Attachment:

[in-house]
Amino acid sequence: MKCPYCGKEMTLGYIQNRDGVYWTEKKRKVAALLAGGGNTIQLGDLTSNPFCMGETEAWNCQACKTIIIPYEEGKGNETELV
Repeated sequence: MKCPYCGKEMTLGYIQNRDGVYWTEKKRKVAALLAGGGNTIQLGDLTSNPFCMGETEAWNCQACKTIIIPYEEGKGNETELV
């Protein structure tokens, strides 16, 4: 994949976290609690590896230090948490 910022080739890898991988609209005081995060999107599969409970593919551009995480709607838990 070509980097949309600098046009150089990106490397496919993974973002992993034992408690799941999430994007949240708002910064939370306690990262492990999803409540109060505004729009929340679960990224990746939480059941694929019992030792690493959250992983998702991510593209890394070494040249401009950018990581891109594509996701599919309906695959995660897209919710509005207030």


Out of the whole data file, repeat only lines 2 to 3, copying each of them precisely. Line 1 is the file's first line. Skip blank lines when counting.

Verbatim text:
Amino acid sequence: MKCPYCGKEMTLGYIQNRDGVYWTEKKRKVAALLAGGGNTIQLGDLTSNPFCMGETEAWNCQACKTIIIPYEEGKGNETELV
Repeated sequence: MKCPYCGKEMTLGYIQNRDGVYWTEKKRKVAALLAGGGNTIQLGDLTSNPFCMGETEAWNCQACKTIIIPYEEGKGNETELV